The news sent ripples across the college sports landscape. Dartmouth players had not received a warning, instead being notified by headlines and texts on their phones. A ruling from the National Labor Relations Board (NLRB) regional director could have come around Thanksgiving or Christmas. Instead, it came down Monday with nearly no warning.
The decision could serve as the first domino that leads to an employee model in college sports. The NLRB decision was not a stunning surprise, as the NLRB general counsel has openly talked about her beliefs that college athletes are employees. The National Labor Relations Board enforces U.S. labor law.
Plus, the NLRB regional director ruled Dartmouth athletes have the right to hold a union election. A formal date has not been set. Dartmouth is expected to appeal.
But Monday’s decision is viewed as a sign of a new era for college sports.
“I don’t think many people expected Dartmouth men’s basketball players, who play in the Ivy League and do not receive athletic scholarships, to be the next wave of athletes who were classified as employees,” Tulane sports law professor Gabe Feldman said. “This is one of the lessons we’ve all learned from the Northwestern case is that this is still a preliminary decision. It’s subject not only to appeal to the full NLRB. But then also could be appealed in federal court. So, we still have a long way to go.
“But obviously, this is another significant step toward college athlete unionization. More broadly, college athletes being recognized as employees. Even more broadly than that, college athletes having a true say in their compensation.”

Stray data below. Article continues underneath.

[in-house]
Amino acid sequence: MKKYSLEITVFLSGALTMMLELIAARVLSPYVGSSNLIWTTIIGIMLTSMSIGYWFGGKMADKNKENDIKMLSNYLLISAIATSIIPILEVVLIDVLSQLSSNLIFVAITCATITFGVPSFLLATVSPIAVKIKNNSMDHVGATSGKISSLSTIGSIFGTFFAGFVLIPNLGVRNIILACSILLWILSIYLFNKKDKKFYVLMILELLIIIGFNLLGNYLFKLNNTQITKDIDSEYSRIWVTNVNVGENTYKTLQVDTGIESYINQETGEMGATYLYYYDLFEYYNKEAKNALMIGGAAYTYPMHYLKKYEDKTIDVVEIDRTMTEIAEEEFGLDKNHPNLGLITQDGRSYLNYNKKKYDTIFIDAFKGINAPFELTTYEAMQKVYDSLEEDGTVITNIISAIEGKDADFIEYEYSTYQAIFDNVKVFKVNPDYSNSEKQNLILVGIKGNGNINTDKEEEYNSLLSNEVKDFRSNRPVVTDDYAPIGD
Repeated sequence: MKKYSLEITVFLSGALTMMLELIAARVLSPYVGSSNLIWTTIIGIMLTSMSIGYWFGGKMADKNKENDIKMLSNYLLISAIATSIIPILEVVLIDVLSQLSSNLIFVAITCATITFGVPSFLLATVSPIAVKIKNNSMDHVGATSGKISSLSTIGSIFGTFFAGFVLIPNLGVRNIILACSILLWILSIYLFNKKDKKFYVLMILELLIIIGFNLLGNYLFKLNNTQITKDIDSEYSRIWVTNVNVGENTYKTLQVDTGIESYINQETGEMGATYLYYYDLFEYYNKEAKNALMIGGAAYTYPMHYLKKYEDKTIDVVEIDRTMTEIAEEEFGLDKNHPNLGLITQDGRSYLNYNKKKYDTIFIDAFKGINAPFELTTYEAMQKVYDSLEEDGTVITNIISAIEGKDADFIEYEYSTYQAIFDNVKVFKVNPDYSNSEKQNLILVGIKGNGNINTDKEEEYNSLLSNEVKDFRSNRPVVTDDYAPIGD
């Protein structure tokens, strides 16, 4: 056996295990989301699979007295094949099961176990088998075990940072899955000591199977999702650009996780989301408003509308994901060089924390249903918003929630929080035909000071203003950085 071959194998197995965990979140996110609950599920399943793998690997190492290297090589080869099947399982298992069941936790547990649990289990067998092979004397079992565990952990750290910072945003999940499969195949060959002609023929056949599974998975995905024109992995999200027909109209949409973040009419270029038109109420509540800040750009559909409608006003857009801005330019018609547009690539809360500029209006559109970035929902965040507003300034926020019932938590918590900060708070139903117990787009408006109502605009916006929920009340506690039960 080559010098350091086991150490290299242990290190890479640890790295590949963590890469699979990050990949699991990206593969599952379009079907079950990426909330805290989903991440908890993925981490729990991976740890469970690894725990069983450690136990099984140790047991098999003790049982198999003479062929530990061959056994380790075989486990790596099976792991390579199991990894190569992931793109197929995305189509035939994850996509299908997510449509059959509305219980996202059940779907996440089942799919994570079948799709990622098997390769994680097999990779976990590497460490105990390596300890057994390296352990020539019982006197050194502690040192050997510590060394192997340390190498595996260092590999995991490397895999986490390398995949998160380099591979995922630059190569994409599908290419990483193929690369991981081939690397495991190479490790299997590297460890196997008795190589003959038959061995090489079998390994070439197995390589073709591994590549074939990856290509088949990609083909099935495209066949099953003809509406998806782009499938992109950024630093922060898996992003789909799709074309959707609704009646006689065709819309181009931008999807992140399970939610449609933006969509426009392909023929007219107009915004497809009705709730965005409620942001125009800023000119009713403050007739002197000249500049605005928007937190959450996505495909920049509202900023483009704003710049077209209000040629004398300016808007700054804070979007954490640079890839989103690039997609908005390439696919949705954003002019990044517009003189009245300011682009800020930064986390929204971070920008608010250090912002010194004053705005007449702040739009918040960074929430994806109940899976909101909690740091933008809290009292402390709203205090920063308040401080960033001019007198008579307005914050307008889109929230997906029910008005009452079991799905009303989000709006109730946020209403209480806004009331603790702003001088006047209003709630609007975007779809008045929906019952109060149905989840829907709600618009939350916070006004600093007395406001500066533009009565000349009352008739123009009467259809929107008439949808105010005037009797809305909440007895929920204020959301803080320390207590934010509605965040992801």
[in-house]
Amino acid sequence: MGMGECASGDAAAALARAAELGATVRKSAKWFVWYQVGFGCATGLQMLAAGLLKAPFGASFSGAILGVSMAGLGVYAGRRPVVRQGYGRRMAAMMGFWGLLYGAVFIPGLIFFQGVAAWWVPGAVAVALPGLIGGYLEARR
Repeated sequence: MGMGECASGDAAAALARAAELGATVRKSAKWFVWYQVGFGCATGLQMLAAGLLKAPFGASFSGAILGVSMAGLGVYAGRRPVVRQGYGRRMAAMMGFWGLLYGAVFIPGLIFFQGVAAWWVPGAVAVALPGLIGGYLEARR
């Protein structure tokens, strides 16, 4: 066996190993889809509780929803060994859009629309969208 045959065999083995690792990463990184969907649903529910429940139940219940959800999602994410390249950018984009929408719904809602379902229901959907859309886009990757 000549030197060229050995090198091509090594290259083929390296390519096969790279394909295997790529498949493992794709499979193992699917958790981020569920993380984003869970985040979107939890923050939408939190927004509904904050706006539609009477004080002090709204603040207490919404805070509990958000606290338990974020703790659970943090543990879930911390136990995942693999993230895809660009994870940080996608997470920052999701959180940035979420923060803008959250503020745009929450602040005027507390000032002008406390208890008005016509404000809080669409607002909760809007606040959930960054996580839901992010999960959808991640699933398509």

Dartmouth employment status not unprecedented
Dartmouth player representatives Cade Haskins and Romeo Myrthil called the ruling “a significant step forward for college athletes” in a statement released Monday night. They also announced they plan to form the Ivy League Players Association for basketball players across the league.
Haskins, Myrthil and the rest of their Dartmouth teammates are not in unchartered water. Roughly 10 years ago, Northwestern football players received the same ruling at the regional level. The decision was later overturned in 2015 at the national level because the NLRB only applies to the private sector. The NLRB ruled denied Northwestern employee status because the school was in the Big Ten, a conference filled with mostly state schools.
A decade later, the tenor of the national conversation has changed.
The NCAA is facing multiple legal pressures that would deliver a severe blow to the enterprise. And Dartmouth is a private institution in a league filled with private universities.
“I think there are two things to watch for from this ruling. No. 1, what do the players actually vote?” said Jason Stahl, the founder of the College Football Players Association. “When is the election date set? What do they then do when they go and actually vote whether they want a union or not? There are many union elections where the election gets called for. Then people go in with enough cards to call for the election. And then the union doesn’t actually get its votes down. It’s a no vote.
“We have to wait because there’s going be heavy pressure on these guys now to vote both ways.”